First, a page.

The Governor of the Bank of England in a doom laden speech told us that the Euro crisis leaves a “black cloud of uncertainty” hanging over us. This, he says, damages confidence. This leads to “lower spending” which “leads to lower incomes and a self reinforcing weaker picture of growth”.
He is right to say that the Eurozone catastrophe is bad for confidence. It does do damage to export prospects, and to wider confidence. However, if he wants to find out why spending in the UK has been depressed recently, he should also look at the big impact high UK inflation has had on real incomes. There has been a progressive squeeze on our real incomes. It began at the end of the Labour era thanks to their massive bust and the collapse of output. It has continued under the Coalition, thanks to the Bank’s singular failure to control inflation. Inflation has been running twice as fast as wage increases in the private sector, leaving people strapped for cash.
Will this latest scheme help? I have two main worries about it. The first is, it does nothing to relieve the squeeze the banking regulator is placing on the banks. Some of them will still lack balance sheeet strength to put more loans on their books. Second, they still are not breaking up RBS, our largest bank. This bank is not functioning well as disunited conglomerate. Why don’t they get on with creating some banks that work from amongst the assets and liabilities they hold in RBS? These very large banks do not seem very interested in lending money to individuals and small businesses. It appears that we are a nuisance, unable to pay the very high fees their senior executives expect. They can charge big business and governments these high fees, so they prefer to go that way.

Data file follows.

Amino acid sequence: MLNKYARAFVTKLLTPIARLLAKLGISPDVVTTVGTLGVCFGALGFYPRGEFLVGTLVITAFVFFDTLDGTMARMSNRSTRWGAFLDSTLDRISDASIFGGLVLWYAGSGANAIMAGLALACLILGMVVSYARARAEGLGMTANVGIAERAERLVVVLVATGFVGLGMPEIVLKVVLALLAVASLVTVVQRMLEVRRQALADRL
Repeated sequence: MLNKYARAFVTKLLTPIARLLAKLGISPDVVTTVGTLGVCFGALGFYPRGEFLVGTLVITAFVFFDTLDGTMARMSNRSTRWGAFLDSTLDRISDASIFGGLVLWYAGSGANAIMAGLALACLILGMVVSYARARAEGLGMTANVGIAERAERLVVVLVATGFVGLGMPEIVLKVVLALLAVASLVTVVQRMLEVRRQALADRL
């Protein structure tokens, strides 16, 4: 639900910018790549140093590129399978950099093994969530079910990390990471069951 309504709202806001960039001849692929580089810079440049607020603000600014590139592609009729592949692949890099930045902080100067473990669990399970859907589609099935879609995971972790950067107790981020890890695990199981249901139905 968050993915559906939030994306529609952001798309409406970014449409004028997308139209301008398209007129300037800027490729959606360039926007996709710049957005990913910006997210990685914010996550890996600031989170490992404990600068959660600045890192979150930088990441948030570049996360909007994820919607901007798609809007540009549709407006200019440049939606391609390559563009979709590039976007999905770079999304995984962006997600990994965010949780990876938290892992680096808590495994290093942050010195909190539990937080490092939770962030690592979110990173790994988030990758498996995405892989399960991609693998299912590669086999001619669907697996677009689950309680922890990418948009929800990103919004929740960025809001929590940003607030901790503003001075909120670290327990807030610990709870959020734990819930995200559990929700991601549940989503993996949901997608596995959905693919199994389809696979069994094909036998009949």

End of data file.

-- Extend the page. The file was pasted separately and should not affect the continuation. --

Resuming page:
The new scheme will need some detail on who takes the risk. If the Bank is to lend to the commercial banks against their new loans, the big issue is how much of a haircut or discount will the Bank apply to the loans offered as collateral for the borrowing, to protect the Bank and therefore the taxpayer? In addition, how will the Bank ensure the new loans being financed by the Bank of England are genuinely new loans? Commercial banks could offer exisiting clients new terms for old loans and present these for Bank money, unless there is an effective anti avoidance provision in the scheme.